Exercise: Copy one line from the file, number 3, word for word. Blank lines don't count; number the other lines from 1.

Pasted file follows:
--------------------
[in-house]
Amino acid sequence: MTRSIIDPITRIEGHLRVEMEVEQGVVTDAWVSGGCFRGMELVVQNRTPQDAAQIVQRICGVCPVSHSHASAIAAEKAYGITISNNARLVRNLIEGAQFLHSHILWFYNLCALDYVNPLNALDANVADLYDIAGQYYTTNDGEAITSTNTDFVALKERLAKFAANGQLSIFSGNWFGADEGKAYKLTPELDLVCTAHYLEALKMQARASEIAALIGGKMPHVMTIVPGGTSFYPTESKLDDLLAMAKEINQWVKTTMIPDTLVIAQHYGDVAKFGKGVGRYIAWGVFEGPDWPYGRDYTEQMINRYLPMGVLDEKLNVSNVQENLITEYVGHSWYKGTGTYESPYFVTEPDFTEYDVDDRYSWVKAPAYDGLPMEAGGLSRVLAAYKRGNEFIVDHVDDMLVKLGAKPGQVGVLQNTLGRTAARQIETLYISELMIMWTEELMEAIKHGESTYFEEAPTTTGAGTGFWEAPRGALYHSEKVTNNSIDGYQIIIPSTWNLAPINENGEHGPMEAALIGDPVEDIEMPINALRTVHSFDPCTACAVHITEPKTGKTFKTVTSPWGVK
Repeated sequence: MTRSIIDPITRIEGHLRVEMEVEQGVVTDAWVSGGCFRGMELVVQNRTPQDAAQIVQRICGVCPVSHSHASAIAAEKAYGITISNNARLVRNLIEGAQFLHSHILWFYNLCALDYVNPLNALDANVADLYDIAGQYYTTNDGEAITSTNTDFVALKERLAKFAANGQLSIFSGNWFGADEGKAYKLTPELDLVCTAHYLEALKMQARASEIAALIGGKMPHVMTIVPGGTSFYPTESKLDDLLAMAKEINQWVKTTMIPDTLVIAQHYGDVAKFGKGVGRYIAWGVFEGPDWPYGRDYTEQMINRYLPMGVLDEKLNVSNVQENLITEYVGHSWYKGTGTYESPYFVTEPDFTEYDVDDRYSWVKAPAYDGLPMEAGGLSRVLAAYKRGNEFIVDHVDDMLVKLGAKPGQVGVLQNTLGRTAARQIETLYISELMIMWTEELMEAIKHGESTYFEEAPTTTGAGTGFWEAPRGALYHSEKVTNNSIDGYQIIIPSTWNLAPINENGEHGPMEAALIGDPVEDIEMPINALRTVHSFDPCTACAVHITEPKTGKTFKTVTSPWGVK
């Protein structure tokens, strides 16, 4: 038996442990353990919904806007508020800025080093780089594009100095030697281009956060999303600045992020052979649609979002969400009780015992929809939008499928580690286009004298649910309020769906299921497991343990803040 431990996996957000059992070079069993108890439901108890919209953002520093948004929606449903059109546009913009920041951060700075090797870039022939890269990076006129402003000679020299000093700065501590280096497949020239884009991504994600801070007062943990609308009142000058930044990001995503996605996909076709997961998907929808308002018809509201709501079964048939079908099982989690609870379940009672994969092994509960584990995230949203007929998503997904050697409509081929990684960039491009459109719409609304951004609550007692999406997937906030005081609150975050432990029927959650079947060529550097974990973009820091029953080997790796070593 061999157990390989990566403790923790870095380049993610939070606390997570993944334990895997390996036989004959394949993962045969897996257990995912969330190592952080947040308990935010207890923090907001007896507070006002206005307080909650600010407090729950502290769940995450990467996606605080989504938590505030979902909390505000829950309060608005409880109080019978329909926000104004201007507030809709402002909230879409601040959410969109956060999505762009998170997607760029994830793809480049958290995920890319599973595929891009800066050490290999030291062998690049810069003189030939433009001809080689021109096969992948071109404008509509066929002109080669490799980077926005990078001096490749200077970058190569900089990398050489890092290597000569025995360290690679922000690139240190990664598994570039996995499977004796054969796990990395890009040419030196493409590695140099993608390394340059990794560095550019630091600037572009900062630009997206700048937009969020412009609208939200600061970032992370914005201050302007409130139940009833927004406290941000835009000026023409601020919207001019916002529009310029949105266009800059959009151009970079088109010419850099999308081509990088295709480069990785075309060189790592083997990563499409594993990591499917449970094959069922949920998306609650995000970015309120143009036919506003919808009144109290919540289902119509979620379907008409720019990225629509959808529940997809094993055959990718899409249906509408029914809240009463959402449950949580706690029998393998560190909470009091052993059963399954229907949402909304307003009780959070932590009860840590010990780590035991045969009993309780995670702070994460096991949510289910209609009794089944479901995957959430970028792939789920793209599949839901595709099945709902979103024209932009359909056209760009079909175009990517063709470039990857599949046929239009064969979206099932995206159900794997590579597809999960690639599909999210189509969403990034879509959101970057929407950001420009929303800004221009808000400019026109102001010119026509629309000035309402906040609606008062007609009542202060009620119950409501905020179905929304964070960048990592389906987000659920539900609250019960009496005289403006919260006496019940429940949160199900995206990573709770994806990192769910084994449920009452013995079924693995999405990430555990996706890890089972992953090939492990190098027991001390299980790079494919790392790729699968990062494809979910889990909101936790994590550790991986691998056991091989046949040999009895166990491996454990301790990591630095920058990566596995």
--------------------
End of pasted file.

Repeated sequence: MTRSIIDPITRIEGHLRVEMEVEQGVVTDAWVSGGCFRGMELVVQNRTPQDAAQIVQRICGVCPVSHSHASAIAAEKAYGITISNNARLVRNLIEGAQFLHSHILWFYNLCALDYVNPLNALDANVADLYDIAGQYYTTNDGEAITSTNTDFVALKERLAKFAANGQLSIFSGNWFGADEGKAYKLTPELDLVCTAHYLEALKMQARASEIAALIGGKMPHVMTIVPGGTSFYPTESKLDDLLAMAKEINQWVKTTMIPDTLVIAQHYGDVAKFGKGVGRYIAWGVFEGPDWPYGRDYTEQMINRYLPMGVLDEKLNVSNVQENLITEYVGHSWYKGTGTYESPYFVTEPDFTEYDVDDRYSWVKAPAYDGLPMEAGGLSRVLAAYKRGNEFIVDHVDDMLVKLGAKPGQVGVLQNTLGRTAARQIETLYISELMIMWTEELMEAIKHGESTYFEEAPTTTGAGTGFWEAPRGALYHSEKVTNNSIDGYQIIIPSTWNLAPINENGEHGPMEAALIGDPVEDIEMPINALRTVHSFDPCTACAVHITEPKTGKTFKTVTSPWGVK